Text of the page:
This is the hard part.
You sit at your desk, biting on the end of your pencil, listening to the furious scribbles of the students seated around you. You start to panic. What should you write about? There are simultaneously too many options and not enough. You sift quickly through your inner Rolodex, flicking through picture after picture of faces you associate with leadership; presidents, literary figures, your mom.
Ooh. You could totally write about your mom! She’s awesome, and works really hard, and still makes you lunch every morning. Plus, you know way more about her than any of the other examples that just flickered through your brain. You’ve got this. You pick up your pencil, confident, and begin to write.
If the above paragraph sounds great to you, we’re about to burst your bubble. Sadly but truthfully, we don’t care about your mom.
Now, let’s not be too harsh here. Of course we care about your mom, in that your mom is a human and deserves respect and compassion from other humans like us (contrary to popular belief, SAT essay graders are people too). But we simply do not care about your mom the way we care about Martin Luther King Jr., or Galileo, or Abraham Lincoln. We don’t care about your mom the way we care about Amelia Earhart or Benjamin Franklin or the Triangle Shirtwaist Factory fire of 1911. We don’t care about your mother the same way because your mother is not a well-known academic example.
Choosing to write about a personal example—your piano teacher, your brother, your favorite teacher, that time you worked really hard and earned a position on the varsity soccer team (congrats, by the way)—isn’t as a strong of a choice as writing about a well-known (or even relatively obscure) historical or literary figure. Referencing history and literature makes you look smart and well-informed, and shows that you are able to make connections between disparate academic concepts. Referencing your mother just makes you look like you really like your mom.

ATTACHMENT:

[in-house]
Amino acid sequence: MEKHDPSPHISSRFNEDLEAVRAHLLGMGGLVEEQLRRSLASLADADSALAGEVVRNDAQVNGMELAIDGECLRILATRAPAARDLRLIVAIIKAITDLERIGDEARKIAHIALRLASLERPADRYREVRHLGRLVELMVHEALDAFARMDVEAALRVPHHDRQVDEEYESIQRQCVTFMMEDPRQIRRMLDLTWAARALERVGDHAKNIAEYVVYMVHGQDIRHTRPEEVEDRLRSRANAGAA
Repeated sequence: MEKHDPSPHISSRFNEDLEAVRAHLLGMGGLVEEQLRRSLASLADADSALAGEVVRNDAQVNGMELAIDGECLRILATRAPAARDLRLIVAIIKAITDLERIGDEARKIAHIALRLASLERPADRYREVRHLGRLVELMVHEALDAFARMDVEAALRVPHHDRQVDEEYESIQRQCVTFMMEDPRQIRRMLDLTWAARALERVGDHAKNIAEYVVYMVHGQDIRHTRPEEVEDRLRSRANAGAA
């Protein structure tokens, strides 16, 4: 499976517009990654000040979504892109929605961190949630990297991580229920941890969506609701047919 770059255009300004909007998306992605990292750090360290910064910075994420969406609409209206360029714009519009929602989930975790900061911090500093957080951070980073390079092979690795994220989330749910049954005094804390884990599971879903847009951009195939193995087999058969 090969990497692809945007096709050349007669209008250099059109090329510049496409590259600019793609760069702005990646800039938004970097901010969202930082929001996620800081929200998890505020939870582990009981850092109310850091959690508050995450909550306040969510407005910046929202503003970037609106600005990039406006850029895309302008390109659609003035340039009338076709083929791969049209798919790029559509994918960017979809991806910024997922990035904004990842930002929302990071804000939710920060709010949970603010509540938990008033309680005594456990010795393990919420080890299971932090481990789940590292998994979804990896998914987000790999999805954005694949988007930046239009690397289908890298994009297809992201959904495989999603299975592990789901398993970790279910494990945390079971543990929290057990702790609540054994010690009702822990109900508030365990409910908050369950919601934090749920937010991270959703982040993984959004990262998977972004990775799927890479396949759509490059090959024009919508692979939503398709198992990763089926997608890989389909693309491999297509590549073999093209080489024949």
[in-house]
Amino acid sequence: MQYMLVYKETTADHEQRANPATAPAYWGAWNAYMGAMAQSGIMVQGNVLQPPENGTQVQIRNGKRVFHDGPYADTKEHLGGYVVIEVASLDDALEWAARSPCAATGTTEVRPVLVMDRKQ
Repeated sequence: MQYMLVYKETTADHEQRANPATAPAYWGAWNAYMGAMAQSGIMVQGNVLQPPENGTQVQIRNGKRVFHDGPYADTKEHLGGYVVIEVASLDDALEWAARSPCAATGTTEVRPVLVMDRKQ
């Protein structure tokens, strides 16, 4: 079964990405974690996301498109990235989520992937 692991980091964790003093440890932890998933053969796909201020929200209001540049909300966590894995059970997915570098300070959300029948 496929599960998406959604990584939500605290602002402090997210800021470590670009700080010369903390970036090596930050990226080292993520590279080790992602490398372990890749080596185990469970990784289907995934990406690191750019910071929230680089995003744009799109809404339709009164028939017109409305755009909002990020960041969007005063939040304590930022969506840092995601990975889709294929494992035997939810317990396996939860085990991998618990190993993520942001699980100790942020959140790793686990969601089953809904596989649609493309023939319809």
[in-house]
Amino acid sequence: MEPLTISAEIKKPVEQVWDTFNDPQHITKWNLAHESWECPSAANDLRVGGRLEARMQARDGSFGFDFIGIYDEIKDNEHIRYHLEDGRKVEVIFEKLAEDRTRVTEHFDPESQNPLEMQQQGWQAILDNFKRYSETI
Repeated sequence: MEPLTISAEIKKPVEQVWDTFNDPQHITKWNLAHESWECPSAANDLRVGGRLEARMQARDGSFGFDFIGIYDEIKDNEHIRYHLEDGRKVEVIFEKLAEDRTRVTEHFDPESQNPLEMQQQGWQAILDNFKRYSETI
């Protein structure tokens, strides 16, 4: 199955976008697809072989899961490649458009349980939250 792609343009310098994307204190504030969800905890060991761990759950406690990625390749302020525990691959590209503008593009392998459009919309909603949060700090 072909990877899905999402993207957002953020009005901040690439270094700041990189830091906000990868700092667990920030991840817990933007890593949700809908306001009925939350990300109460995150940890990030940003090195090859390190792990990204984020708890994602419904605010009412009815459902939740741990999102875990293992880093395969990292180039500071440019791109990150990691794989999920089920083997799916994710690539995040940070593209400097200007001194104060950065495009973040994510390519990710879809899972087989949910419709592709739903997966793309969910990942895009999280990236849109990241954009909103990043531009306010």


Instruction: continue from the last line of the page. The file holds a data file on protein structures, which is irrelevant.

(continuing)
But academic examples are harder, right? You have to do research and stuff, and who wants to do that?
You should. We’re not asking for a 200 page manifesto. All you need to do well on the SAT essay is cursory knowledge of your examples roughly equivalent to the top of a Wikipedia page. In other words, you don’t have to know much.
While Martin Luther King Jr., Galileo, Jackie Robinson, Helen Keller, and Abraham Lincoln are fantastic examples, you can also expand the scope of your research to include less familiar historical figures. This is your chance to show off how much you know about Nellie Bly, Garret Morgan, or Empress Myeongseong. Don’t know who those people are? Go ahead and Google them. History is fascinating, and a few extra minutes of research will not only help you ace your SAT essay, it will teach you about some of the incredible people that have contributed to the development of society.
Choosing examples that you are passionate about (or at least interested in) is going to make it considerably easier to write a killer essay. If you are bored writing the essay, we are going to be bored reading it, which doesn’t necessarily inspire us to give you a high score.
SAT essay graders are looking for sharp, clear arguments that are backed up by strong academic examples. Give them what they want. Spend an hour learning about three or four awesome historical or literary figures and lock that info in your brain for all eternity. Write an essay that your mom would be proud of, not one about your mom.